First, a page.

Philosophically, I don’t think we should do arbitrary social engineering of tech just to make it appealing to equal portions of both men and women. For each of these changes, we need principles reasons for why it helps Google; that is, we should be optimizing for Google—with Google’s diversity being a component of that. For example currently those trying to work extra hours or take extra stress will inevitably get ahead and if we try to change that too much, it may have disastrous consequences. Also, when considering the costs and benefits, we should keep in mind that Google’s funding is finite so its allocation is more zero-sum than is generally acknowledged.

The Harm of Google’s biases

I strongly believe in gender and racial diversity, and I think we should strive for more. However, to achieve a more equal gender and race representation, Google has created several discriminatory practices:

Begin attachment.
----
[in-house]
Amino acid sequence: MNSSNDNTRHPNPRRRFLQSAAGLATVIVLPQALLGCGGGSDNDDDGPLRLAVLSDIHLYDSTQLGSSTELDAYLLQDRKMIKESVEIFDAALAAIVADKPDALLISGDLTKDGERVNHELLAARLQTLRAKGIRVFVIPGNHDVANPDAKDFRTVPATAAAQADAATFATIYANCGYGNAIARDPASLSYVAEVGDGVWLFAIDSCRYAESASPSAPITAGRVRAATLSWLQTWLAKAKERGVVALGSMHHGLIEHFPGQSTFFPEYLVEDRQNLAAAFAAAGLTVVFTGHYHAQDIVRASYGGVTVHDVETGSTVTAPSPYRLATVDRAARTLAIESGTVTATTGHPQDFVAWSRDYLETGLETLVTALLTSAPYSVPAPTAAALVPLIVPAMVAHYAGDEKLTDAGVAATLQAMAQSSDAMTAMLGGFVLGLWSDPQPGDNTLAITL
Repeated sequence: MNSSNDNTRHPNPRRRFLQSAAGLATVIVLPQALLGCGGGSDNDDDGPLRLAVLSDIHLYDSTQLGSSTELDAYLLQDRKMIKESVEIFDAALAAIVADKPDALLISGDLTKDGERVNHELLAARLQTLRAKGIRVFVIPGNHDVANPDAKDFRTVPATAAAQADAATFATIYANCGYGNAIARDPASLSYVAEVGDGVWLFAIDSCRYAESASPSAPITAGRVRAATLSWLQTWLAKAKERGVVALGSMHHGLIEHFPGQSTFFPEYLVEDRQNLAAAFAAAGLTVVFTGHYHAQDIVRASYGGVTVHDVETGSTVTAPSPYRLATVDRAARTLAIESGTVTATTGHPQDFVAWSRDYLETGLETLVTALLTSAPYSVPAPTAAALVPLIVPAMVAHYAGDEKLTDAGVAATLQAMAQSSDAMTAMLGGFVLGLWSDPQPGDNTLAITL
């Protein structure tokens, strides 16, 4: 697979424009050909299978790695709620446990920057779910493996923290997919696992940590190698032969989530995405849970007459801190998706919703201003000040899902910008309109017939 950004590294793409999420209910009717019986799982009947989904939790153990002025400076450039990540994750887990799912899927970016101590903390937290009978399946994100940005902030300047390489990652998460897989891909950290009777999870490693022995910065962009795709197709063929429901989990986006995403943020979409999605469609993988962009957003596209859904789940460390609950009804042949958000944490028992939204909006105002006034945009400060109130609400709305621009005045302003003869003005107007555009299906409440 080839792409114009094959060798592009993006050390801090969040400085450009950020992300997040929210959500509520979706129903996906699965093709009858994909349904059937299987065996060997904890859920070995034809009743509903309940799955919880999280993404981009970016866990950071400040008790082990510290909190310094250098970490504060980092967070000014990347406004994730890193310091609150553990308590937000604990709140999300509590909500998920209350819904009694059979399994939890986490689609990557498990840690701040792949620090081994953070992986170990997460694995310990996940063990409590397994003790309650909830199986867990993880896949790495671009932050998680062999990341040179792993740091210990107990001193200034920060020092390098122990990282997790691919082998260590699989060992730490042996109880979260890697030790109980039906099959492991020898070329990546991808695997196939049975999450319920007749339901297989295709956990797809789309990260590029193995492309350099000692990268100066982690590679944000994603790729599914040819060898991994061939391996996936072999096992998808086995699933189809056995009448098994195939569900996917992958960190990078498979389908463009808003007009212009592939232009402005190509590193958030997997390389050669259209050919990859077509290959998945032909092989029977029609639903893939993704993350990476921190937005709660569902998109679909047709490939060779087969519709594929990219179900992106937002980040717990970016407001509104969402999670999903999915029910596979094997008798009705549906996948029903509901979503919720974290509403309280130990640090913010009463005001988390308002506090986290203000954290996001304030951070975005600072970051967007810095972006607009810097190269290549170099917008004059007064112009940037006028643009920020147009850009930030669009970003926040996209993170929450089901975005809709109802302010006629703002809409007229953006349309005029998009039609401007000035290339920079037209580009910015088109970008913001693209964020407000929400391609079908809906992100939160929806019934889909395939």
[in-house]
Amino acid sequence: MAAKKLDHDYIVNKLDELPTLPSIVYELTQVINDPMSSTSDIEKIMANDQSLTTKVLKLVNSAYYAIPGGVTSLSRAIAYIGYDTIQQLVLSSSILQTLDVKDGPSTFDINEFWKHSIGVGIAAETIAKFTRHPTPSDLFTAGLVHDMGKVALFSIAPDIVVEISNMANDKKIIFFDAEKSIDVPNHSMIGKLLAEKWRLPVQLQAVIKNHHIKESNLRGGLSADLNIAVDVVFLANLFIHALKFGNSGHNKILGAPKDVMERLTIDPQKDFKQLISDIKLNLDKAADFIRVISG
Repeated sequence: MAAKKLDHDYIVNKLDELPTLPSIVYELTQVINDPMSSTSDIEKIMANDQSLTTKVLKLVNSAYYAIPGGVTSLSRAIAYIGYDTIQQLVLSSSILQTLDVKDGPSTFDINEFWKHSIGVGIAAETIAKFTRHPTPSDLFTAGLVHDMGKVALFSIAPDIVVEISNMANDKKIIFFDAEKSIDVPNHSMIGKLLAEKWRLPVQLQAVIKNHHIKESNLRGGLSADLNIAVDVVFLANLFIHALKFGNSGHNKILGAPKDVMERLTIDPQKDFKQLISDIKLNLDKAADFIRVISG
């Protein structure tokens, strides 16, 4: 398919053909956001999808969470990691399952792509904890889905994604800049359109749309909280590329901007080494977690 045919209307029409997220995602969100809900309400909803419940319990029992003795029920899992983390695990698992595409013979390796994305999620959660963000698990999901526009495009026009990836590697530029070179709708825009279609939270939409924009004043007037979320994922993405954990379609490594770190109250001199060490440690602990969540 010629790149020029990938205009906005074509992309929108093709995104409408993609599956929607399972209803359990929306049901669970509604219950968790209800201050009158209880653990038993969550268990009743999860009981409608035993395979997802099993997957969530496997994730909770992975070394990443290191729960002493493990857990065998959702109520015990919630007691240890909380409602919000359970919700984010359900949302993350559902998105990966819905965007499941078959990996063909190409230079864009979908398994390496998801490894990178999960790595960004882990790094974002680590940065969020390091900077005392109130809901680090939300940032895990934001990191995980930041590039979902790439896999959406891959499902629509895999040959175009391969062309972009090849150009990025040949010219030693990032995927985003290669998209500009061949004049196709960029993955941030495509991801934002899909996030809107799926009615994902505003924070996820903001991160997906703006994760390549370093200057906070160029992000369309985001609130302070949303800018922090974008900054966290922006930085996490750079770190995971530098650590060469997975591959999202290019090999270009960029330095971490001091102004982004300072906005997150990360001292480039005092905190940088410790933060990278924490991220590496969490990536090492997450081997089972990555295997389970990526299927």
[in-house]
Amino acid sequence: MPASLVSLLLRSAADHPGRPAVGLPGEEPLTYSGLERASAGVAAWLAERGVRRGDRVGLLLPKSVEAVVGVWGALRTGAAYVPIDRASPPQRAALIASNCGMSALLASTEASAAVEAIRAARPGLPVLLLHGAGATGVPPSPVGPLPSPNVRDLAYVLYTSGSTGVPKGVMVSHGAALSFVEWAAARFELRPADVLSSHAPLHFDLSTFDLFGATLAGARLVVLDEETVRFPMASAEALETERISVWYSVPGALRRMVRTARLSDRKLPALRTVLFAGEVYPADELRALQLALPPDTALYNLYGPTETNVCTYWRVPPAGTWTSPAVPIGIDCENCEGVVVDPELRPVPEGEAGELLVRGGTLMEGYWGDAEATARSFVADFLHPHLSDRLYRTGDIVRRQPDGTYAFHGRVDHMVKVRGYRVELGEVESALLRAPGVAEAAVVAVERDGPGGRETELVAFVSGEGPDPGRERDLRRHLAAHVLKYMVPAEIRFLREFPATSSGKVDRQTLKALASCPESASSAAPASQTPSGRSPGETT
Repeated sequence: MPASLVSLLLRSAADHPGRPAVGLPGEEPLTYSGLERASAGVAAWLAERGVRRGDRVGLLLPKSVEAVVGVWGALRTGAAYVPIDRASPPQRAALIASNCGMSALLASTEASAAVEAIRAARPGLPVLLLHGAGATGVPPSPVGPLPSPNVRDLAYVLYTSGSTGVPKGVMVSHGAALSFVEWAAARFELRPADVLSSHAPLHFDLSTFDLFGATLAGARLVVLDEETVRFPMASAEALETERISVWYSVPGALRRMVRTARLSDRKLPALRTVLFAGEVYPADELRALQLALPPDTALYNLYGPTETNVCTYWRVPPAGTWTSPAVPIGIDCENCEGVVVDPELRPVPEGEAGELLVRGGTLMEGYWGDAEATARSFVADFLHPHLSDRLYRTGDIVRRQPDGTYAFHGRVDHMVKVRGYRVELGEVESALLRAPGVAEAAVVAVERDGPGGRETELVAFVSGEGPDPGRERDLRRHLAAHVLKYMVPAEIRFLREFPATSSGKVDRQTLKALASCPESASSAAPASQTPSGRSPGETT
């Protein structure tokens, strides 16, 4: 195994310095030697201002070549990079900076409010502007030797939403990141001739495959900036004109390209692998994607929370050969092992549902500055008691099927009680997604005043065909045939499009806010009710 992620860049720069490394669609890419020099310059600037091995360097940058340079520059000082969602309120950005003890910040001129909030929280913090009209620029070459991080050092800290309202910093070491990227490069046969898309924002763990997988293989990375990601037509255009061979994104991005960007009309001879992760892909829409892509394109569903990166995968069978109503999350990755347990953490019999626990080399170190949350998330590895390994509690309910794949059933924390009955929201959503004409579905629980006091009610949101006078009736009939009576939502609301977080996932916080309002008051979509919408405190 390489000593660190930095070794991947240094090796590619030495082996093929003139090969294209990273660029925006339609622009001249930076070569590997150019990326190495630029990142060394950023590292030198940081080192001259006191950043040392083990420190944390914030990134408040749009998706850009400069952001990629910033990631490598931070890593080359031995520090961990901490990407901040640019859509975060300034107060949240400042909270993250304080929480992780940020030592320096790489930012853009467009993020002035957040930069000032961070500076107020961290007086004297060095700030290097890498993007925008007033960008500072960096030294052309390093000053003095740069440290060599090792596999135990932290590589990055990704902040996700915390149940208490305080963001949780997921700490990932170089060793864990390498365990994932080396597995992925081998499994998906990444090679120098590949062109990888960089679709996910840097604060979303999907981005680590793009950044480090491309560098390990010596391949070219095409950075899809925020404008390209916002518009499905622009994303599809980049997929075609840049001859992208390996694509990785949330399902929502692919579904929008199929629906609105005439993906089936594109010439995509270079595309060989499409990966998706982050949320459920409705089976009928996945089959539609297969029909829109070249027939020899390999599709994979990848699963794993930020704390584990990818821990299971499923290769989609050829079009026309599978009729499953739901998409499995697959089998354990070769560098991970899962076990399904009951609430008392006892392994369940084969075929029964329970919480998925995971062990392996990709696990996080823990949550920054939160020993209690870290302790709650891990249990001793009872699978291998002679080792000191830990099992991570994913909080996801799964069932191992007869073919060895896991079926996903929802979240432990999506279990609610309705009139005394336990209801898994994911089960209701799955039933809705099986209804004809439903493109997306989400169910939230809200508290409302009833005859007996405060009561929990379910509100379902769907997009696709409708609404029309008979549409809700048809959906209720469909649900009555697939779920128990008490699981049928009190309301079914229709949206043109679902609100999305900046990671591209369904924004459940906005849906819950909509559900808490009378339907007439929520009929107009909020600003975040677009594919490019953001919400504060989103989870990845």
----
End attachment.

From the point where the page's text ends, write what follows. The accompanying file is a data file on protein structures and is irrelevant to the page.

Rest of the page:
• Programs, mentoring, and classes only for people with a certain gender or race [5]
  • A high priority queue and special treatment for “diversity” candidates
  • Hiring practices which can effectively lower the bar for “diversity” candidates by decreasing the false negative rate
  • Reconsidering any set of people if it’s not “diverse” enough, but not showing that same scrutiny in the reverse direction (clear confirmation bias)
  • Setting org level OKRs for increased representation which can incentivize illegal discrimination [6]
These practices are based on false assumptions generated by our biases and can actually increase race and gender tensions. We’re told by senior leadership that what we’re doing is both the morally and economically correct thing to do, but without evidence this is just veiled left ideology[7] that can irreparably harm Google.

Why we’re blind